Be careful taking a step into the world of electrostatics. It is very addicting.  This coming from a BHSE/SR009/Voce owner. It is hard to get close to this level of detail with regular headphones. Very recommended. This setup looks to be very good for half the cost of just the Stax SR009.

     

    Nice review, thanks!

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    Nice review Sonis. This makes me want to get a pair of these or at least consider some other electrostatics. I've been looking for new speakers for several months. Recently I've been digging into electrostatic speakers and as of today I'm researching esl headphones. Perhaps going the esl headphone route will work best for me rather than the esl loudspeaker route. Not sure, but I'm looking forward to Axpona and Munich to listen to some of both hopefully. 

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    @Soniswith the extension cable. I thought electrostatic hp work by having a high voltage charge between the plates, then the signal modulated on top of that voltage. Been a while but 600V was not uncommon.

     

    If microphone cable is used, it’s not designed for this voltage and can easily breakdown. 

     

    Unless HIFIMAN have made a low voltage version, do you know of the technique?

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    34 minutes ago, One and a half said:

    @Soniswith the extension cable. I thought electrostatic hp work by having a high voltage charge between the plates, then the signal modulated on top of that voltage. Been a while but 600V was not uncommon.

     

    If microphone cable is used, it’s not designed for this voltage and can easily breakdown. 

     

    Unless HIFIMAN have made a low voltage version, do you know of the technique?

    He is using the mic cable terminated XLR for the audio signal to the Energizer. The extension mentioned was a STAX extension cable for the Energizer to headset connection.

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    36 minutes ago, bobflood said:

    He is using the mic cable terminated XLR for the audio signal to the Energizer. The extension mentioned was a STAX extension cable for the Energizer to headset connection.

    That’s no problem at all.

     

    Wonder where the extension cables are between the energiser and the hp, would need 3m. The connector is much the same on an old Marantz energiser from the mid 1970’s.

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    2 hours ago, One and a half said:

    @Soniswith the extension cable. I thought electrostatic hp work by having a high voltage charge between the plates, then the signal modulated on top of that voltage. Been a while but 600V was not uncommon.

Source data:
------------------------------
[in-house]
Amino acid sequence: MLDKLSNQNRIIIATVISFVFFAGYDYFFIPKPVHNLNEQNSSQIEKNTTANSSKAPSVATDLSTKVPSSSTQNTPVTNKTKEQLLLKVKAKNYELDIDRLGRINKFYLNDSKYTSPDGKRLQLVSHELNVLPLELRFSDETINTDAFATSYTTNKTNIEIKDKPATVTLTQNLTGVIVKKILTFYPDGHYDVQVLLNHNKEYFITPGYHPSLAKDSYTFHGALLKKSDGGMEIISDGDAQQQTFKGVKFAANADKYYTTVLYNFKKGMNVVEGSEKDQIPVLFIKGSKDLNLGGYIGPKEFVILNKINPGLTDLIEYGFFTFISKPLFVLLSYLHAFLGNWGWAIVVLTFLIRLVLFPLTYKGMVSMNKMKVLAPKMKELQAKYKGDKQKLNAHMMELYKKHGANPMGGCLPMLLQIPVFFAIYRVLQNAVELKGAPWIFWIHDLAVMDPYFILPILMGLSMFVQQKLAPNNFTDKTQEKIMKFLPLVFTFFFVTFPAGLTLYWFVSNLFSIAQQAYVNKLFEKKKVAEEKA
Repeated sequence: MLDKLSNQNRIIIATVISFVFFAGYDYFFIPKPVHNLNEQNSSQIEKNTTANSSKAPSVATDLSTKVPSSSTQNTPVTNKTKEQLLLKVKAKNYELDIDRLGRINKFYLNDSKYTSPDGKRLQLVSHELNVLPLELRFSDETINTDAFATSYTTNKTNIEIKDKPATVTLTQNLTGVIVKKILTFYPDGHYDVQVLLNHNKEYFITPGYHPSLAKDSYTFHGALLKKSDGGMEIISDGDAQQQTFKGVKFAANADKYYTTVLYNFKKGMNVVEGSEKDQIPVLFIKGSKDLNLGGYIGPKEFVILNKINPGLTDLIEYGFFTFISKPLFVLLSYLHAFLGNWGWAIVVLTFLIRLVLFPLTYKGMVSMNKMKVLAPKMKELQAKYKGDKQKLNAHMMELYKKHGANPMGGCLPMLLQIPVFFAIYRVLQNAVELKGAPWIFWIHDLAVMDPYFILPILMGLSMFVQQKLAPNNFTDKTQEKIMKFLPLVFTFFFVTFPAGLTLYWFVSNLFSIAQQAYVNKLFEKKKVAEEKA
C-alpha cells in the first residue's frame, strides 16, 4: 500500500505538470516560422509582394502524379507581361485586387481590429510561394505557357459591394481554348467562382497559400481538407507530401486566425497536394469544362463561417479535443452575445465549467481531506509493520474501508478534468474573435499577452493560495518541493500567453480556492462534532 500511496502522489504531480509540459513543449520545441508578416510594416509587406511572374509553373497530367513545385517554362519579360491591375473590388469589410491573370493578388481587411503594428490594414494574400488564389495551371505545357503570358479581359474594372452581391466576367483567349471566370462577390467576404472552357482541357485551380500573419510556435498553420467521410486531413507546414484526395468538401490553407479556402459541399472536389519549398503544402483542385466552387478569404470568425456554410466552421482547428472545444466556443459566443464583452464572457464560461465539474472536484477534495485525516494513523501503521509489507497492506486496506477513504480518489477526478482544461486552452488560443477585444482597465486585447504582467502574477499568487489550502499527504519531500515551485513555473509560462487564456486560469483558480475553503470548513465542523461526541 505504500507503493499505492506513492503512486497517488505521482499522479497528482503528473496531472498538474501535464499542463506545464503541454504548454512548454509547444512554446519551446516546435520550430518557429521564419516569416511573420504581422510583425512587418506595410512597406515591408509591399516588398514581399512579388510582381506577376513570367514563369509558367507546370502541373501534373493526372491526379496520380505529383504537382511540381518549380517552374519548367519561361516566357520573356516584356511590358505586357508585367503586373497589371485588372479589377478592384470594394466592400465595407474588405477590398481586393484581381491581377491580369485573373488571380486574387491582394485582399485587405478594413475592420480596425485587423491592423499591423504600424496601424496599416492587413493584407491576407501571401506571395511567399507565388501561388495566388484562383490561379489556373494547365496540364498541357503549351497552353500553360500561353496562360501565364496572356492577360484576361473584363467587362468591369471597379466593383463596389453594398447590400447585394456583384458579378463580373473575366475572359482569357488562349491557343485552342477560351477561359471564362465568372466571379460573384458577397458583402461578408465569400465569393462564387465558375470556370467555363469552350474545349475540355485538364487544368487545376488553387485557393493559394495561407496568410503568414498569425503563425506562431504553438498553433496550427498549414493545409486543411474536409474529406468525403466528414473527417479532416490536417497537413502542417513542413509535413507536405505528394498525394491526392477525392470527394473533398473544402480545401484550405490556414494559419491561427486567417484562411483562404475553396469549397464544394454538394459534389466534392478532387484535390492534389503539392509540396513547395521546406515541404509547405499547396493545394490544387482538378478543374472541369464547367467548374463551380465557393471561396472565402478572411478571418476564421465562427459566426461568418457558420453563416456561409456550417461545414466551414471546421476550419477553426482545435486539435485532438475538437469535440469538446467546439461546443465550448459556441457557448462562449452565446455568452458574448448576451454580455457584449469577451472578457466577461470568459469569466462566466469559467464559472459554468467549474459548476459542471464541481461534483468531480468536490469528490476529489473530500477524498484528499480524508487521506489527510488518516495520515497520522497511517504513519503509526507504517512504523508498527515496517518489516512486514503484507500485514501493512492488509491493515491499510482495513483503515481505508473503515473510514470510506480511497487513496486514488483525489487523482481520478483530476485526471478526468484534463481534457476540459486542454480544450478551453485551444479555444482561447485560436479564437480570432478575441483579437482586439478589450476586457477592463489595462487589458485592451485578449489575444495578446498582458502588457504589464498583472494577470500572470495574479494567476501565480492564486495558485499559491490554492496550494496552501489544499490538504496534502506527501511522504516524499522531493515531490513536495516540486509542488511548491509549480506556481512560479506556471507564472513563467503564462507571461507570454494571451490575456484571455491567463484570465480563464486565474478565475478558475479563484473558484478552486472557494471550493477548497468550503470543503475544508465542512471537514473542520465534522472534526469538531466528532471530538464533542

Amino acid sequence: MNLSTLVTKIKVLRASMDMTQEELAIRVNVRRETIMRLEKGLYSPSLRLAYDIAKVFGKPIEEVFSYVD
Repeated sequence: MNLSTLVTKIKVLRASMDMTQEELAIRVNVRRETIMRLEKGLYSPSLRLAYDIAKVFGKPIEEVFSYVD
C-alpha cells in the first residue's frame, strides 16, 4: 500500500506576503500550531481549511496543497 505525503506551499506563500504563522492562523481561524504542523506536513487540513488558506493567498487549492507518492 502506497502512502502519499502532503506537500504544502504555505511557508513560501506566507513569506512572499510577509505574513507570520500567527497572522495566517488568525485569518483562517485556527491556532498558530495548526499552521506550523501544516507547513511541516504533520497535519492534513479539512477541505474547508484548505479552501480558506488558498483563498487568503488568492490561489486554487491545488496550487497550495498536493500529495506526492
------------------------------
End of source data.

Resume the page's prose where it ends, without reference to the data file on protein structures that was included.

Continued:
If microphone cable is used, it’s not designed for this voltage and can easily breakdown. 

     

    Unless HIFIMAN have made a low voltage version, do you know of the technique?

    You are somewhat confused, I’m afraid. If I wasn’t clear in my explanation, I humbly apologize. We are talking about two different types of “extension cables”. The cables that Stax sells on Amazon for more than $100 go between the Jade II amplifier and the headset. It has 5 pins and, indeed carries the polarizing voltage of around 600volts as well as the audio signal. These extensions have the standard Stax pinout as do the HiFiMan Jade II’s. The XLRs to which I referred, on the other hand, carry only audio from my DAC to the input of the Jade II amplifier (it has both balanced (XLR) and unbalanced inputs (RCAs)on the back). I am using XLRs because the cable run from where my equipment is located to where my listening chair is located must, in the name of neatness, follow the walls around the periphery of my room, and is about 25 feet. It is unwise to run unbalanced audio for that long of a run (if, indeed, I had RCA cords that long -which I don’t), so balanced cables are indicated as they can run hundreds of feet without any high frequency roll-off (which RCAs cannot). I hope this clears up any confusion that you might have regarding the two types of “extension cables” that I referenced in my review.

     

    Regards,

    Sonis

     

     

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    4 minutes ago, gmgraves said: